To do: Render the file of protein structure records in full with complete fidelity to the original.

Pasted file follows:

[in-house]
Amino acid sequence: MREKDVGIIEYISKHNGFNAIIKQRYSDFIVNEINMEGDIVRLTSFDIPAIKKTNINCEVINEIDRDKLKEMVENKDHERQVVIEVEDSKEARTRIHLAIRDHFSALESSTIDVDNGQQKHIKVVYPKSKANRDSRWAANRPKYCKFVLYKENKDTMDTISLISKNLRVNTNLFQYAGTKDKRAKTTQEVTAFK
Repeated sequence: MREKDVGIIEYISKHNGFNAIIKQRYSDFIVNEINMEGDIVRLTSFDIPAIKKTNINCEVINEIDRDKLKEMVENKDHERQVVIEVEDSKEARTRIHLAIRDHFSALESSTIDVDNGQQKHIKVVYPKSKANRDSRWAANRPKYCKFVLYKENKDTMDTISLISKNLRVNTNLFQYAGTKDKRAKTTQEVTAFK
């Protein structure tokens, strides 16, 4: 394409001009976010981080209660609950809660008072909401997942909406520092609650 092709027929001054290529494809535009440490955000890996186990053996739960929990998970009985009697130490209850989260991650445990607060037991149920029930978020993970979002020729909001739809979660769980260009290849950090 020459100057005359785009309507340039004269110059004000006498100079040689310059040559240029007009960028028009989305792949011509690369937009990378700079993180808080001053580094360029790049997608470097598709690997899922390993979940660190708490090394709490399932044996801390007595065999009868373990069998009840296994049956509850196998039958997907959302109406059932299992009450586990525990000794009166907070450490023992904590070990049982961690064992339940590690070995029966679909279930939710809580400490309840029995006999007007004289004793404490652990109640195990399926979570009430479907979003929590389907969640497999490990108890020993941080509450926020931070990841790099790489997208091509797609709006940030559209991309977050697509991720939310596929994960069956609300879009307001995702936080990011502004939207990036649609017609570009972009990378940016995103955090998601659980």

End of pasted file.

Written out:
[in-house]
Amino acid sequence: MREKDVGIIEYISKHNGFNAIIKQRYSDFIVNEINMEGDIVRLTSFDIPAIKKTNINCEVINEIDRDKLKEMVENKDHERQVVIEVEDSKEARTRIHLAIRDHFSALESSTIDVDNGQQKHIKVVYPKSKANRDSRWAANRPKYCKFVLYKENKDTMDTISLISKNLRVNTNLFQYAGTKDKRAKTTQEVTAFK
Repeated sequence: MREKDVGIIEYISKHNGFNAIIKQRYSDFIVNEINMEGDIVRLTSFDIPAIKKTNINCEVINEIDRDKLKEMVENKDHERQVVIEVEDSKEARTRIHLAIRDHFSALESSTIDVDNGQQKHIKVVYPKSKANRDSRWAANRPKYCKFVLYKENKDTMDTISLISKNLRVNTNLFQYAGTKDKRAKTTQEVTAFK
């Protein structure tokens, strides 16, 4: 394409001009976010981080209660609950809660008072909401997942909406520092609650 092709027929001054290529494809535009440490955000890996186990053996739960929990998970009985009697130490209850989260991650445990607060037991149920029930978020993970979002020729909001739809979660769980260009290849950090 020459100057005359785009309507340039004269110059004000006498100079040689310059040559240029007009960028028009989305792949011509690369937009990378700079993180808080001053580094360029790049997608470097598709690997899922390993979940660190708490090394709490399932044996801390007595065999009868373990069998009840296994049956509850196998039958997907959302109406059932299992009450586990525990000794009166907070450490023992904590070990049982961690064992339940590690070995029966679909279930939710809580400490309840029995006999007007004289004793404490652990109640195990399926979570009430479907979003929590389907969640497999490990108890020993941080509450926020931070990841790099790489997208091509797609709006940030559209991309977050697509991720939310596929994960069956609300879009307001995702936080990011502004939207990036649609017609570009972009990378940016995103955090998601659980």